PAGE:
Let's begin with the good news. First two photos showing areas where there is a strong snowpack. (Arrow shows the dust layer from the strong pre-frontal winds on Sunday afternoon.)
OK, now for the not-so-good news. I had seen a crown from a natural avalanche on a NE aspect with a starting zone on a steep, rocky NE aspect with what appeared to be a thinner snowpack structure. (Photo 1) I had also seen a crown on another slope with similar aspect and elevation, but didn't want to travel underneath avalanche paths to look at it. This too appeared to be a natural, from a likely cornice fall. Each of these slides were class 2, running an estimated 200-300' and 25-75' wide.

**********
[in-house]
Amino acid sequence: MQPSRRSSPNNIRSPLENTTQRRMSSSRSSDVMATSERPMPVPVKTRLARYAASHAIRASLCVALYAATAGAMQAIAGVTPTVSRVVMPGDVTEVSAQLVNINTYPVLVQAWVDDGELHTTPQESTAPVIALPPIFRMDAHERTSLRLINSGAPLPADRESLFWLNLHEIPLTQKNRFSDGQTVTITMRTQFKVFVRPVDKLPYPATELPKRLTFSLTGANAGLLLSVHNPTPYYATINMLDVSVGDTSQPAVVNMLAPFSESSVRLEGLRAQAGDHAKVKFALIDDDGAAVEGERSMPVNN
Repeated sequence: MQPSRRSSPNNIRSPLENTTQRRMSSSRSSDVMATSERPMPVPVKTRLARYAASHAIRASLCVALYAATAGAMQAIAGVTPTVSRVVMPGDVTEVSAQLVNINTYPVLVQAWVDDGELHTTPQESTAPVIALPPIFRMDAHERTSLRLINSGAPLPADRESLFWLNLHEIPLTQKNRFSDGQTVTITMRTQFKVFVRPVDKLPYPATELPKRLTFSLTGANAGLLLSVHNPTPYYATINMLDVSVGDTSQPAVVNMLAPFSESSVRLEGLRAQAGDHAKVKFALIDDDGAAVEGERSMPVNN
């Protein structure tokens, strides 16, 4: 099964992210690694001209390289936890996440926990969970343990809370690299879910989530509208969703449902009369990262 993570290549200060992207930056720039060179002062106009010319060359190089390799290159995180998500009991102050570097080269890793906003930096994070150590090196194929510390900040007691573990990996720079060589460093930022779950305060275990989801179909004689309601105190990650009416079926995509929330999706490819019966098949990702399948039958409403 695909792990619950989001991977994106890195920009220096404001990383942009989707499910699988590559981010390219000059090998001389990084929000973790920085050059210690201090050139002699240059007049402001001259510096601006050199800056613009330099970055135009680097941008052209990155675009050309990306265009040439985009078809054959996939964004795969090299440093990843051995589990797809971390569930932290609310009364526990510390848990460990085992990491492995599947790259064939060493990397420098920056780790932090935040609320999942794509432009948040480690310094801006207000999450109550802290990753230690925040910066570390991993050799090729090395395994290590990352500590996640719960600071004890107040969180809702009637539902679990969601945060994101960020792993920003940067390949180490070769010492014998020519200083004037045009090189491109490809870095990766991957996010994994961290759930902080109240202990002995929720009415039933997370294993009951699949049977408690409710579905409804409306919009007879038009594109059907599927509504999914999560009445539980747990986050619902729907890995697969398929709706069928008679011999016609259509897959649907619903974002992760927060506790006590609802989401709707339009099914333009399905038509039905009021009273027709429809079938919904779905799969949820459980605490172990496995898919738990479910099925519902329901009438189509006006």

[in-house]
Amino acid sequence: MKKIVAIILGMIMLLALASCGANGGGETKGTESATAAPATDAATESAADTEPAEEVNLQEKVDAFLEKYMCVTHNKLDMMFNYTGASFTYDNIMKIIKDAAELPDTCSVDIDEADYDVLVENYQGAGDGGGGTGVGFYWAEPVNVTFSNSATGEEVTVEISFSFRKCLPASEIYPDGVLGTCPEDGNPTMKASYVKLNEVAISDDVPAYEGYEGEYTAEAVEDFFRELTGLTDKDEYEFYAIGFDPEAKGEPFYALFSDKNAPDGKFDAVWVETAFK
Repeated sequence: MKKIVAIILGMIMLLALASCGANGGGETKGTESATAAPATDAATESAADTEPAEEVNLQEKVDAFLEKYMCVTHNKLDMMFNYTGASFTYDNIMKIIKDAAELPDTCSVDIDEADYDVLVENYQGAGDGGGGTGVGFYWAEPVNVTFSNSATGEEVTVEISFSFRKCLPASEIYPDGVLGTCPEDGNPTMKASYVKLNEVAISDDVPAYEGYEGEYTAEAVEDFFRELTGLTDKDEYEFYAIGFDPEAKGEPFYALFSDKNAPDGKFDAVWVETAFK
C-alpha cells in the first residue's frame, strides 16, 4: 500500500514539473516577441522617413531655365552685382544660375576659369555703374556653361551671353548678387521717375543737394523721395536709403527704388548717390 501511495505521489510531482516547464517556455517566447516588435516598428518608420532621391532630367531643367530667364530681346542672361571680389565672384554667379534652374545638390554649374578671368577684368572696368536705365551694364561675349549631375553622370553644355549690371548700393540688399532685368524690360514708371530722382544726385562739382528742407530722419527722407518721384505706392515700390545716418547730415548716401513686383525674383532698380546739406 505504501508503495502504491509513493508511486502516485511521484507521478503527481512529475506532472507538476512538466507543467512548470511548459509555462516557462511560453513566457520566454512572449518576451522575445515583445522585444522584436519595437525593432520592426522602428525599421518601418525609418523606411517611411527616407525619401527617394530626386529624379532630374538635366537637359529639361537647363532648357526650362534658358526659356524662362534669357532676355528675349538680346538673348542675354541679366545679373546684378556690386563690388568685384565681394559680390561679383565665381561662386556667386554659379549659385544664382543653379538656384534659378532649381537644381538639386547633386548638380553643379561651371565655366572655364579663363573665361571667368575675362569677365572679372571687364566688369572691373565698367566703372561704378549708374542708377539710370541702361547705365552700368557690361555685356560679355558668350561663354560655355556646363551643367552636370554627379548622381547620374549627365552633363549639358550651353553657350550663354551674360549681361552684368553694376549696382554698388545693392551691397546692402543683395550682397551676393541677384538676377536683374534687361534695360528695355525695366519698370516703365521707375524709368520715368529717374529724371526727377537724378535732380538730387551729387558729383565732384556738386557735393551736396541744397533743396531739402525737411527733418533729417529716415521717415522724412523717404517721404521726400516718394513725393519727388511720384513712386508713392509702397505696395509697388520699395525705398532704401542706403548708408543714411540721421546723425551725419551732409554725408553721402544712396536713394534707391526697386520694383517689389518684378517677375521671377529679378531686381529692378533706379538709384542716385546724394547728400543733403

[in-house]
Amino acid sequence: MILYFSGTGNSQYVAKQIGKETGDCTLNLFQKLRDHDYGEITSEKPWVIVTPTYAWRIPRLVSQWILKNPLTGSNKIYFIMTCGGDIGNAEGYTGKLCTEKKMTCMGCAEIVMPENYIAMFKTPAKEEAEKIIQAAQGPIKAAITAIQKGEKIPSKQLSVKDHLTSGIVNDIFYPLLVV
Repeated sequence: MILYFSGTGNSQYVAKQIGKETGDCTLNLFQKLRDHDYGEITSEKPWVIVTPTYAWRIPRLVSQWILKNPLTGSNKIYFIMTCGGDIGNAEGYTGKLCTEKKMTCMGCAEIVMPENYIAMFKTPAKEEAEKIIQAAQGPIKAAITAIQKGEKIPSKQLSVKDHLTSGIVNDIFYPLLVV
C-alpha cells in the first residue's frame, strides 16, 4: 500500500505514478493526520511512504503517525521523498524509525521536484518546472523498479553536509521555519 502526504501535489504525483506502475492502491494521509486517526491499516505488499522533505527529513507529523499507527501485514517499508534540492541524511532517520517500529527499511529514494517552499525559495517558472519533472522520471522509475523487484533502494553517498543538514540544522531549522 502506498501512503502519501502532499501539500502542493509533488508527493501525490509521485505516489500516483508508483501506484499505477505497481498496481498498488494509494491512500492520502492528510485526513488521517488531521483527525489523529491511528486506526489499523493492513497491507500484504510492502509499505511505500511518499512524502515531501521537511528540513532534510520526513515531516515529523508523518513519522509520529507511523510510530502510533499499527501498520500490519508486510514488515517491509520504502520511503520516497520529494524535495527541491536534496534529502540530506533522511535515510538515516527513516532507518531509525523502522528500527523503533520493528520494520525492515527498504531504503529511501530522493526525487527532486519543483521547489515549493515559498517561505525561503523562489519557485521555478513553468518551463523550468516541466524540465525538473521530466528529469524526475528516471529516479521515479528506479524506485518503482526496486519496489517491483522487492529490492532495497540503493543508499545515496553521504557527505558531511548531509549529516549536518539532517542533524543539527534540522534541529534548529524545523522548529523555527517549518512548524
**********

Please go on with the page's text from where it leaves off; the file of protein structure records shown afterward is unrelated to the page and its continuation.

I looked at the snowpack structure on an adjacent slope and found a thin snowpack (70 cms/28") with very weak faceted snow and depth hoar. Photo and video.
This is the type of isolated terrain that should be avoided.
Also was finding a thin layer of radiation recrystallization on south and southwest aspects in Mill B North, as well as in terrain when approaching Gobblers Knob. This layer is 5-10 mm sitting on top of a thin 5 mm crust. Wednesday was clear and cold, but with strong sun, it was type of weather conditions that promote this sort of faceting. With snow in the forecast over the next several days, it is helpful to keep weak layers such as this in mind.
Where I was traveling today, overall hazard was Moderate.